Learning to read on the iPad versus the old fashioned way

As many people can attest, iPads make wondeful computing devices for young children.  Whereas a computer’s mouse or trackpad is difficult for a toddler to maneuver, the iPad’s intuitive touch interface is easy for them.  Not surprisingly, there are thousands of games and educational apps targeted at the under six crowd.

One type of app I thought would be a good fit for my daughter is the “learn to read” category.  Ayelet had learned to recognized all of the letters of the alphabet before age two, and we had spent several months working on letter sounds.  However, she hadn’t made much progress beyond that.  I haven’t been worried, since she is well ahead of where I would have expected her to be, but a game that would help her work on her sounds seemed like a good idea.  Besides, it would be a much better activity than her preferred application – YouTube.

One app that I found that I really like is abc Pocket Phonics: Letter Sounds & Writing.  It shows a bunch of letters, and a voice makes a letter sound.  The player needs to tap the letter that makes the right sound.  After a couple of letters, a word is formed, and the voice helpfully sounds it out.

This is just the right level for Ayelet – she basically knows the sounds, but she needs reinforcement, and she needs to learn about putting them together.  And while she enjoys it, I quickly noticed that unless I monitor her, she runs into a problem:

It’s so easy to press the letters, she just starts pressing letters for the fun of it.  Eventually she will hit the right one, and the game will continue.  Even if it’s a letter she knows well, she gets tempted to press away.  In the example above, you can see that even when she finds the “N” in the firstword, she makes no effort to apply that to the next word.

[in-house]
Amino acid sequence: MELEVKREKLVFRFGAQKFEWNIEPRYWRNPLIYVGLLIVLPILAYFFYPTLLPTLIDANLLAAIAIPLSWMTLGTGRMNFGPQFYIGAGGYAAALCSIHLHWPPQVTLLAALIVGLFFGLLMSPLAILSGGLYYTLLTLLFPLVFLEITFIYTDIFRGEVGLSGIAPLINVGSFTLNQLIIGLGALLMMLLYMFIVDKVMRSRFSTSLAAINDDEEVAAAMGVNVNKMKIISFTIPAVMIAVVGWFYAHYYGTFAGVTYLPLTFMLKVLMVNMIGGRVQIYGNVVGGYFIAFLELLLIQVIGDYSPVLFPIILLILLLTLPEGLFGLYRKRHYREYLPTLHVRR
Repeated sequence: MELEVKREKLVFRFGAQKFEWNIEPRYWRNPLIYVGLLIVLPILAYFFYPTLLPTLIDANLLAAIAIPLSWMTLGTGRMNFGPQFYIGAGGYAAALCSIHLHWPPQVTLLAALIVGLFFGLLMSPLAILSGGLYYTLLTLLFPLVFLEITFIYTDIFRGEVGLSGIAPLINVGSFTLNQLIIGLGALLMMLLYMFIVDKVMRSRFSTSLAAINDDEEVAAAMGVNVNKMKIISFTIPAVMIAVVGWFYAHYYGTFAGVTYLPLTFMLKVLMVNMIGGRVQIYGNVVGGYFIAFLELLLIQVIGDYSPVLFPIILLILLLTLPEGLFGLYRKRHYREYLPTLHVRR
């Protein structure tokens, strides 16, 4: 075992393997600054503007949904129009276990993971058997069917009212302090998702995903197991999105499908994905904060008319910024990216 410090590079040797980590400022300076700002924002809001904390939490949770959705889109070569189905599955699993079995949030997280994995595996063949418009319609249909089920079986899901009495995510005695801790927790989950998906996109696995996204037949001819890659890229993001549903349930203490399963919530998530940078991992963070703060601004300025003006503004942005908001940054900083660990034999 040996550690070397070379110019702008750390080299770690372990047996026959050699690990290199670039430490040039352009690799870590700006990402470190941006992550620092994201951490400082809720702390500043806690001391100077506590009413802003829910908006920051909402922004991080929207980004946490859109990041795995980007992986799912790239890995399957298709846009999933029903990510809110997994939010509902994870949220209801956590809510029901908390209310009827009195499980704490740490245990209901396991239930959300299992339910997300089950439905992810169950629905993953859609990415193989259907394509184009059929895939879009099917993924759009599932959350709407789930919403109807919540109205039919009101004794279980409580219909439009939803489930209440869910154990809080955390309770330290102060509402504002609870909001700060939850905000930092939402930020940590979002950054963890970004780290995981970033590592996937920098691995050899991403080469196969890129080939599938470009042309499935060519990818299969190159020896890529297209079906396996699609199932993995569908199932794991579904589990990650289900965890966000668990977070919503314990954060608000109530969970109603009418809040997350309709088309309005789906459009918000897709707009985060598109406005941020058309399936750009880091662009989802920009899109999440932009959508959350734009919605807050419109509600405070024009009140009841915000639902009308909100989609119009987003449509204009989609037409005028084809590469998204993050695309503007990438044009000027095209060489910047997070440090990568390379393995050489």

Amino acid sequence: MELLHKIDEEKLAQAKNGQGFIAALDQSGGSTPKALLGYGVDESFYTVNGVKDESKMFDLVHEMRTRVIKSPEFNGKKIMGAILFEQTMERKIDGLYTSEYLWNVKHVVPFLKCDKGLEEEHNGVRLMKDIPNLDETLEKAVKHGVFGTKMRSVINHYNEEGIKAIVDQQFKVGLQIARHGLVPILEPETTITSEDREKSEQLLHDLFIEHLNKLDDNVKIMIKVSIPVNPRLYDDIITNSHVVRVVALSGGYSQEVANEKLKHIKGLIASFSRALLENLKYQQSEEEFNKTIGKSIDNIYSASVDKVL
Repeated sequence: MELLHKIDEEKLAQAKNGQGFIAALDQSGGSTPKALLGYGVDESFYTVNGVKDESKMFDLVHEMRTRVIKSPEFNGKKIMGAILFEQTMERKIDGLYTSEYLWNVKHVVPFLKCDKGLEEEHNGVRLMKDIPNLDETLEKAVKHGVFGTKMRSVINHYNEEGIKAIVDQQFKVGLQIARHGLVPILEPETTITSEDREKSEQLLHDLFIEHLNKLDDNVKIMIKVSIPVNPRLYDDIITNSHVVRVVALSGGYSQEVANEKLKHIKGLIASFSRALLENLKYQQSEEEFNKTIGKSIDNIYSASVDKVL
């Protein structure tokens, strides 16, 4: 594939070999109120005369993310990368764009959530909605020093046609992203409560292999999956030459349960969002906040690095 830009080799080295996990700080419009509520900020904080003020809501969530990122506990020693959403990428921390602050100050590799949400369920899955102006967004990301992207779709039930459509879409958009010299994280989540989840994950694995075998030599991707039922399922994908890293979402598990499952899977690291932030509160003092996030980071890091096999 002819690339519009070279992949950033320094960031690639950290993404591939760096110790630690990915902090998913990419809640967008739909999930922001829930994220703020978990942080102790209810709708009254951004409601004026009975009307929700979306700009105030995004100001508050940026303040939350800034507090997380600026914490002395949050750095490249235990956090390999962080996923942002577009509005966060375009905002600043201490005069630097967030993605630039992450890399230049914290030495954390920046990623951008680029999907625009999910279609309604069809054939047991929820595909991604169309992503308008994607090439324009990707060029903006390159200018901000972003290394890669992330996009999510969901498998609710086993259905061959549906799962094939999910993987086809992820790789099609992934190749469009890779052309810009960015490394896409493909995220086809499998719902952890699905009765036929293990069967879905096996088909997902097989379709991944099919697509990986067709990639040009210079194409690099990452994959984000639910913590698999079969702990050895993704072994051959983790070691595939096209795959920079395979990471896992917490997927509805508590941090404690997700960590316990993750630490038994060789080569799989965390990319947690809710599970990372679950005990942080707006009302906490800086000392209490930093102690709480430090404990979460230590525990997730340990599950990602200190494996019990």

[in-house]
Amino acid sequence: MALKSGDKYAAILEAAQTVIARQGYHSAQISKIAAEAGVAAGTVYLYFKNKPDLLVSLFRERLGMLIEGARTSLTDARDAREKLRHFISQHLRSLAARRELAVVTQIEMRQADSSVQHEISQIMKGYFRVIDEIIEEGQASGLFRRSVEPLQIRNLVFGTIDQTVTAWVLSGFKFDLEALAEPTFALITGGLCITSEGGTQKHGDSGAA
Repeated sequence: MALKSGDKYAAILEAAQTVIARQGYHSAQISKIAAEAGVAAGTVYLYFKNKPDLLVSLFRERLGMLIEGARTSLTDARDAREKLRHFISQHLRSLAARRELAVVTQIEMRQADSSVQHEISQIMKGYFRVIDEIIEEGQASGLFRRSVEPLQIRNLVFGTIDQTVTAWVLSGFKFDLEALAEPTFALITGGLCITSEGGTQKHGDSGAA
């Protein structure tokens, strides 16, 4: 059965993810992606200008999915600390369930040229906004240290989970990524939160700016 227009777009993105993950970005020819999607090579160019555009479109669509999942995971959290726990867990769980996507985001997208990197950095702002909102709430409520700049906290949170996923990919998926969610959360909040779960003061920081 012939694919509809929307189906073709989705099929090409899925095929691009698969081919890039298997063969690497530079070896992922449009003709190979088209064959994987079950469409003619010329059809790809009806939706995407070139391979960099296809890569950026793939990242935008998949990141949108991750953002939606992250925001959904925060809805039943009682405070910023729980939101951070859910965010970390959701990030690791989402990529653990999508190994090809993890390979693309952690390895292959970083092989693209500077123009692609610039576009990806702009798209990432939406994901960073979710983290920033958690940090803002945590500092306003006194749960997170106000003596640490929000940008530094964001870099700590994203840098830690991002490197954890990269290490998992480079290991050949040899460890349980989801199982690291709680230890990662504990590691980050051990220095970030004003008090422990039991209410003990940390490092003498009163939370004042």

I suspected that she could do better, so I tried to do it the old fashioned way.  I grabbed a bunch of letter blocks, dumped them on the table, and played the same game.  I would make a sound, and she would pick the letter:

Without the instant gratification of letters vanishing as she touches them, Ayelet is forced to actually think about each letter, and she really shows off what she knows.  It also provides some teachable moments – when I ask her which letter makes the “Aaaa” sound, she claims there are two letters that make the sound, holding up the “E”.  To her, the distinction between the two sounds is very subtle, and it provides an opportunity to emphasize the difference.

Of course, there are the downsides.  Ayelet’s three-year-old mind easily wanders (in the video, she starts talking about her favorite color), and without the instant feedback, it requires some effort to keep her on task.  Clearly it’s not easy to be the teacher.

The iPad clearly has some advantages; it has rich media, it can keep the child engaged, and it will have patience to work with her endlessly, versus the half hour I might spend after work.  It’s great for reinforcing lessons that the child already knows but needs to practice.

But when it comes to real learning, it won’t replace the patience and attention of a real teacher.


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